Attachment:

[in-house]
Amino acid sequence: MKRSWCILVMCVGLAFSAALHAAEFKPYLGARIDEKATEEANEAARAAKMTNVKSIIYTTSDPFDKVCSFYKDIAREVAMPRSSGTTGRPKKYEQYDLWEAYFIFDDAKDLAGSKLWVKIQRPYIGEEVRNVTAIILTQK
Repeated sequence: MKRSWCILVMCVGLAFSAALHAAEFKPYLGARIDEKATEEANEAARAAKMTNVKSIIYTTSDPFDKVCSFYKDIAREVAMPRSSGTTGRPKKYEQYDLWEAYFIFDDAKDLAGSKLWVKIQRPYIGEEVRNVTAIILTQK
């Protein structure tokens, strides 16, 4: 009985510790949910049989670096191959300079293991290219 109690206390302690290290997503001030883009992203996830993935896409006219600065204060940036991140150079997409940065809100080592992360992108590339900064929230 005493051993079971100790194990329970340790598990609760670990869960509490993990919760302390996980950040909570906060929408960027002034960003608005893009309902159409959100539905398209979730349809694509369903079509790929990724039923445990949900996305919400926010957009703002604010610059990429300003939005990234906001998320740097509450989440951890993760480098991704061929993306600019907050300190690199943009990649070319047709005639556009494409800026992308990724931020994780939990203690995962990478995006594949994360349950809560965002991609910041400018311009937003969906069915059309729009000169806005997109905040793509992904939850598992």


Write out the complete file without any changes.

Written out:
[in-house]
Amino acid sequence: MKRSWCILVMCVGLAFSAALHAAEFKPYLGARIDEKATEEANEAARAAKMTNVKSIIYTTSDPFDKVCSFYKDIAREVAMPRSSGTTGRPKKYEQYDLWEAYFIFDDAKDLAGSKLWVKIQRPYIGEEVRNVTAIILTQK
Repeated sequence: MKRSWCILVMCVGLAFSAALHAAEFKPYLGARIDEKATEEANEAARAAKMTNVKSIIYTTSDPFDKVCSFYKDIAREVAMPRSSGTTGRPKKYEQYDLWEAYFIFDDAKDLAGSKLWVKIQRPYIGEEVRNVTAIILTQK
């Protein structure tokens, strides 16, 4: 009985510790949910049989670096191959300079293991290219 109690206390302690290290997503001030883009992203996830993935896409006219600065204060940036991140150079997409940065809100080592992360992108590339900064929230 005493051993079971100790194990329970340790598990609760670990869960509490993990919760302390996980950040909570906060929408960027002034960003608005893009309902159409959100539905398209979730349809694509369903079509790929990724039923445990949900996305919400926010957009703002604010610059990429300003939005990234906001998320740097509450989440951890993760480098991704061929993306600019907050300190690199943009990649070319047709005639556009494409800026992308990724931020994780939990203690995962990478995006594949994360349950809560965002991609910041400018311009937003969906069915059309729009000169806005997109905040793509992904939850598992």